Pork loin is a versatile cut of meat that can be cooked in a variety of ways. It’s typically an easy cut of meat to find, and it's tasty to boot. Learning how to cook pork loin can entirely open up your recipe repertoire. You can go savory with our Slow-Cooker Pork Recipe, sweet with roasted fruit in our Roast Pork Fresh Pear Salsa or savory-sweet combinations with our Bacon-Wrapped Pork Loin Fruity Mole. Whatever pork tenderloin recipes you choose, we will teach you several different ways to cook it!
Roasting pork loin is one of the simplest ways to learn how to cook pork loin, but it provides an endless variety of dishes to try. The first step is to heat your oven to 350° degrees Fahrenheit. While you’re heating the oven, season the pork loin. Pepper is only the beginning. Chopped herbs, spices, garlic, BBQ sauce and marinades can all be used to season the pork. Follow some recipes like our Citrus Roasted Pork Loin or Seasoned Thyme Pork Roast to get a hang of ingredient amounts and timing, and then you can get creative on how you like to season. Place the meat in a shallow baking dish and cook it for about 20-25 minutes per pound or until a thermometer reads 145°F. If you want to try some more fantastic roasted pork tenderloin recipes, check out our Roast Pork Loin or Crusted Roast Pork with White Beans.
The slow cooker is another great way to cook if you’re looking for low-maintenance pork tenderloin recipes. Pork loin can be cut into pieces like Shredded Slow-Cooker Pork Tacos or cooked whole like the Slow-Cooker Cranberry Orange Pork Roast. Follow the directions for exact cooking times for each type of recipe so you don’t run the risk of drying anything out. More weeknight slow cooker ideas include Slow-Cooker Sweet and Sour Pork and our basic Slow-Cooker Pork Recipe.
Stuffing a pork loin can be an advanced cooking technique, but the results are well worth the effort. Recipes like Harvest Stuffed Pork Loin or Maple-Glazed Stuffed Roast Pork both make impressive dinner centerpieces. The pork loin is butterflied in order to fill it. Butterflying just means that a large, thick cut of meat is sliced to make it thinner with a much larger surface area.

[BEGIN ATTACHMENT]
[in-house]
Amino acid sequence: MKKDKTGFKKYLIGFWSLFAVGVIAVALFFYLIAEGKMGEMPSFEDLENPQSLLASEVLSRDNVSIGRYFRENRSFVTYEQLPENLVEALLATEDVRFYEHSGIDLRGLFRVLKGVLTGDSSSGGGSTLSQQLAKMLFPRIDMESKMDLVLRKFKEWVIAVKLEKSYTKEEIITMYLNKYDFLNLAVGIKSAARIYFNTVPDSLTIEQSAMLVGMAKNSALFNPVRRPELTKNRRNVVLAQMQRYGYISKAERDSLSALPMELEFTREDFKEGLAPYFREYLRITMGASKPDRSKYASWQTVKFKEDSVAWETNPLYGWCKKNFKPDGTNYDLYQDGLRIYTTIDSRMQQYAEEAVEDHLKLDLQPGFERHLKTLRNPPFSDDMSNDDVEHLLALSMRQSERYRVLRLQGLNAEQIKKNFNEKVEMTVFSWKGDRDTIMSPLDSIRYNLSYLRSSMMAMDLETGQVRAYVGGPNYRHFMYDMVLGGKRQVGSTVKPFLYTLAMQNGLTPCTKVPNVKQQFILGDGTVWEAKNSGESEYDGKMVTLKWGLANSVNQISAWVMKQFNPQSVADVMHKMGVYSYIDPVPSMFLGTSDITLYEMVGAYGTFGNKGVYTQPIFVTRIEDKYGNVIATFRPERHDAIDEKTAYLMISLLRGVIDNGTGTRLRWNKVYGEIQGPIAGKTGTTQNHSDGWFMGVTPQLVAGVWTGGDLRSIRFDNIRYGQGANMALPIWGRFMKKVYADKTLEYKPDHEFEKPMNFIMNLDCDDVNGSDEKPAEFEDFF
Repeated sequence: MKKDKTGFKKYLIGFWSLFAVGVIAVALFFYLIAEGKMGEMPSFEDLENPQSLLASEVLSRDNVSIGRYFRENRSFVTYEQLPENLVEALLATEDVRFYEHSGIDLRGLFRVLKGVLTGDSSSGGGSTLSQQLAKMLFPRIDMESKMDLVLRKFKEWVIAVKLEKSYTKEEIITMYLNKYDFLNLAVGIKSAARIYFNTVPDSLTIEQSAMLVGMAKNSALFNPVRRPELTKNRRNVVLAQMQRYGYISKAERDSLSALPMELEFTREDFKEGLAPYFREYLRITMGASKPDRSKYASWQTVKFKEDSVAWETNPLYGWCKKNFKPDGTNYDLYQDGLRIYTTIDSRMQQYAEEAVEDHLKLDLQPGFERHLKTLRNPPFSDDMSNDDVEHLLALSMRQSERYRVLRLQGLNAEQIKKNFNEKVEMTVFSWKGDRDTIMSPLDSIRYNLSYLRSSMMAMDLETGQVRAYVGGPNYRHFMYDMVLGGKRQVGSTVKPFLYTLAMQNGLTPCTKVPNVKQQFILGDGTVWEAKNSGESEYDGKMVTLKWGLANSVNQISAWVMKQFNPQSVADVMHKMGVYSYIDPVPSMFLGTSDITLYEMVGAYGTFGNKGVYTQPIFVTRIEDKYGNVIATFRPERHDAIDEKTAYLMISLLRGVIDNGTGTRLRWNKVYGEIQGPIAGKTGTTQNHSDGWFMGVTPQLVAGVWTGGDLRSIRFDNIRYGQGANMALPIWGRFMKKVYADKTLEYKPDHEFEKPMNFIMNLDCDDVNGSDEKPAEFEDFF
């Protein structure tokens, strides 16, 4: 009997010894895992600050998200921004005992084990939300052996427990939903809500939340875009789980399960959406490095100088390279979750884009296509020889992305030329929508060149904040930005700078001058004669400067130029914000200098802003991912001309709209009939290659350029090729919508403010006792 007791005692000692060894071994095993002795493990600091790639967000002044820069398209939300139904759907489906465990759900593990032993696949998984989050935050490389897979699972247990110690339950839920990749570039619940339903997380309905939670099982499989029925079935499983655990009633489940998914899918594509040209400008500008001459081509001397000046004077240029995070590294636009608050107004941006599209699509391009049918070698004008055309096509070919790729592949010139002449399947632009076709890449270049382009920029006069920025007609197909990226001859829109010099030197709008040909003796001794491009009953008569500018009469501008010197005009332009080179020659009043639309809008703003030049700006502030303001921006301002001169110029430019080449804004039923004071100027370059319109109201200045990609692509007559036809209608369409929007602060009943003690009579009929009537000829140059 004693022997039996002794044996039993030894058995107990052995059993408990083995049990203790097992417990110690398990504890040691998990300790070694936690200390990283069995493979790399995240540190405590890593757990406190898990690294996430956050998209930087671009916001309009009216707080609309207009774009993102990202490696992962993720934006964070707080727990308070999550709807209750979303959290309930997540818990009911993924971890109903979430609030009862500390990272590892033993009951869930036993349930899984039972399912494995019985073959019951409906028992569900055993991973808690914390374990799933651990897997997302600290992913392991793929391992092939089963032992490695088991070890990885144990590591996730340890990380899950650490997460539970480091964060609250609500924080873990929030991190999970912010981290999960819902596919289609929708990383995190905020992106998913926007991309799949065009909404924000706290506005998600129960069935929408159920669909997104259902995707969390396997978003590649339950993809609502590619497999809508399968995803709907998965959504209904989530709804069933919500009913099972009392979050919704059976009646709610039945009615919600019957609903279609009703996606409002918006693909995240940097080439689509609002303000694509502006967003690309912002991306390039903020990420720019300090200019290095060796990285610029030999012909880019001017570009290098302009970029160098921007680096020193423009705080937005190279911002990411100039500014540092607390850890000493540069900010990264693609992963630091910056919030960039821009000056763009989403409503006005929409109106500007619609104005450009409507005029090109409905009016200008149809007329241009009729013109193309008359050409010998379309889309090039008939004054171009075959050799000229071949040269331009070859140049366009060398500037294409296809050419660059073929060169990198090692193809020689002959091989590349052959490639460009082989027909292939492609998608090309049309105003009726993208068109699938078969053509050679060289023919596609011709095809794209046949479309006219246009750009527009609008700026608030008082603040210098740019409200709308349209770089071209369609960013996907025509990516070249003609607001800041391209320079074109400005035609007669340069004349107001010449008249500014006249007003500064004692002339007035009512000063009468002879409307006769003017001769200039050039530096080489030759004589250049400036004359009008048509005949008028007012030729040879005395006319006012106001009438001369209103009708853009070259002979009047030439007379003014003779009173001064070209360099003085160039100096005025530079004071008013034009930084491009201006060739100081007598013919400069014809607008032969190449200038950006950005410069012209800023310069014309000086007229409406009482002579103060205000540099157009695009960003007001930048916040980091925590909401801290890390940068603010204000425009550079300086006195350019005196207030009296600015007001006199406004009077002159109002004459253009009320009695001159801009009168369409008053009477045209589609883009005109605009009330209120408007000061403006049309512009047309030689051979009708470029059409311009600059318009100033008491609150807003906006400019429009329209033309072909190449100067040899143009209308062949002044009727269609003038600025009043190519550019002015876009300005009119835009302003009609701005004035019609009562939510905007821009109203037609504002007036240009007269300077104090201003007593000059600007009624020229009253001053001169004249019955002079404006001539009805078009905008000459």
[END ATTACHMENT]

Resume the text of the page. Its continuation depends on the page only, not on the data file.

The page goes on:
Make sure to follow each recipe for stuffing amounts so you can roll the meat up properly. Too much stuffing will spill out of the meat and too little stuffing results in a dried out pork loin. Cooking times vary for stuffed pork loin, so follow the cook time per each recipe and always cook to 145°F. If you want to keep practicing, try our Bacon Wrapped Stuffed Pork Loin or the Perfect Stuffed Pork Loin Roast.
Grilling pork loin is a simple way to cook pork loin if you have access to a grill.
Pork loin can be cut into pieces and threaded onto skewers along with pineapple and veggies in our tasty Pork Pineapple Kabobs recipe. If you’re feeling a little adventurous, try the Cedar Plank Pork Loin recipe from My Food and Family. An untreated cedar plank makes a great grilling vessel for pork loin. However, be sure to soak your cedar plank for at least four hours prior to grilling so that it won’t catch on fire while cooking. Not only does the BBQ sauce and seasoning impart great flavor, the cedar plank does too.
Whether you’re an expert cook or just starting out, follow our tips on how to cook pork loin and you’ll have a delicious dinner in no time. There’s a ton of variety in what kind of recipes you can make with pork loin, either whole, shredded or cut into slices for sandwiches. No matter what you’re looking for, you’ll find something great from My Food and Family.